Inevitably, this is the first question my parents ask guests who enter their home. My parents are fluent in three languages: Korean, English, and food. They express their hospitality and generosity by feeding and sharing meals. While many find humor in the predictability, we know their preoccupation with sharing food is rooted in their experience of hunger.
As people who survived the violence of war, the trauma of being food insecure still lingers. When food is wasted, my parents grimace and share stories about how they made scarce food stretch out to feed friends and neighbors in need of support. When the food systems were destroyed and failed to get food into people’s mouths, individuals collectively responded to the community’s unmet needs as best they could.
Thankfully, my parents are economically secure and have not experienced hunger for decades. Their refrigerator is full of nutrient-rich food. They have reliable transportation for the short distance to several grocery stores. They have multiple safety nets to ensure they will not be hungry. These protective factors are interrelated and build on each other.
More and more, we recognize the social factors that determine one’s health and wellbeing. If barriers exist for regular access to healthy food, clean water, safe and affordable housing, and quality health care, then safety and security will not take root. This is universal for all of us. When residents experience multiple layers of instability, what will be the likely result?
We need to ask the same question when we talk about violence. Community violence is a public health crisis that affects all Chicago residents and disproportionately impacts Black and Latinx communities. Last year alone, 797 Chicagoans died by homicide due to gun violence—most of the victims were young Black and Latinx men. Additionally, the ongoing COVID-19 pandemic has further destabilized our region, particularly communities of color, only to add strain to communities in need of support.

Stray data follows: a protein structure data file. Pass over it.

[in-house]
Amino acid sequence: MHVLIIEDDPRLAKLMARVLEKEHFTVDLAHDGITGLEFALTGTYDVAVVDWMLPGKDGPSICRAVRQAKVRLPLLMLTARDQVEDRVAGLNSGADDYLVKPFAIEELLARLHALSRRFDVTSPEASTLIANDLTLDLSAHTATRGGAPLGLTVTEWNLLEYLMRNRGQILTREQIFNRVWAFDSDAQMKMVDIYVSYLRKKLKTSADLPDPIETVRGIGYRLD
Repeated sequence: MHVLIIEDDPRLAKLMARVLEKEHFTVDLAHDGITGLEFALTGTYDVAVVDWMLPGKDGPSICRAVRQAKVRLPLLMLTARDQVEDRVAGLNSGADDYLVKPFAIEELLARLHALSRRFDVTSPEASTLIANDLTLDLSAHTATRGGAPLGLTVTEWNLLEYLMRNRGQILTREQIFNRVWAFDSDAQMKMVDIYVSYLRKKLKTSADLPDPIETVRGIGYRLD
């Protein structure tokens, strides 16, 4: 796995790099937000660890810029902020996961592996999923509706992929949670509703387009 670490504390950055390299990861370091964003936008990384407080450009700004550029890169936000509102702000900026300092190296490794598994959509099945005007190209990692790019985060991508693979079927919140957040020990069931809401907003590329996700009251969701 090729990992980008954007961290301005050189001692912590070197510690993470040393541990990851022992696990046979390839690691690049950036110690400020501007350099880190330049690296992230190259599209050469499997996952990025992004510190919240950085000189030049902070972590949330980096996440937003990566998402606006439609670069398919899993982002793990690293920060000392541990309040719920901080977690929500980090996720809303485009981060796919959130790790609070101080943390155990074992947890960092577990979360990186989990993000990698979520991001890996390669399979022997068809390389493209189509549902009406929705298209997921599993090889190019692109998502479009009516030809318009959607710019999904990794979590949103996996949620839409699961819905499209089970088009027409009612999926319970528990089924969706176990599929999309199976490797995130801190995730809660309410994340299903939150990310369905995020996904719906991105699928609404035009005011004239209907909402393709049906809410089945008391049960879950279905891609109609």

If we apply a public health lens in responding to the crisis of violence, we need to examine the conditions that allow it to exist in the first place. Why are there disparities in safety across our region? Why is violence disproportionately impacting young men of color? Are the essential needs for food, housing, and health care being met to establish sustained safety and security? Do clear paths for economic stability and mobility exist? Are there adequate safeguards to ensure that anyone experiencing trauma can get the support they need to become more stable?
The same communities experiencing high rates of homicides due to gun violence are the same communities that lag in the rates of COVID-19 vaccinations across the region. These same communities lack quality, affordable housing and pathways to homeownership. When we take a closer look at neighborhood investments, it is predominantly Black and Latinx communities that lack robust public transportation infrastructure and retail hubs that build wealth. This is not a coincidence. This is a direct result of disinvestment, bad public policy, and fractured systems.
And while violence is complex and interconnected, I am still hopeful that we can prevent and end it together. The Trust supports the Partnership for Safe and Peaceful Communities by funding scalable, community-led strategies to decrease gun violence. We work closely with the Illinois Justice Project as they lead statewide reforms in housing policy to create more stable housing options for people leaving incarceration. The Trust will continue to partner with community-based organizations working on potential solutions to this crisis.
Hurt people hurt people; healing people heal people. This is the same at the community level. I return to my parents’ compulsion to feed others. My parents don’t ask, “Why haven’t you eaten?” They do not blame the individual experiencing hunger but rather get them stable before pursuing anything else. I apply these same principles in addressing the root causes of violence. With radical hospitality, a term used by sociologist Reuben Jonathan Miller, we can heal our community and ensure all Chicagoans have access to the abundant opportunities in our beloved city.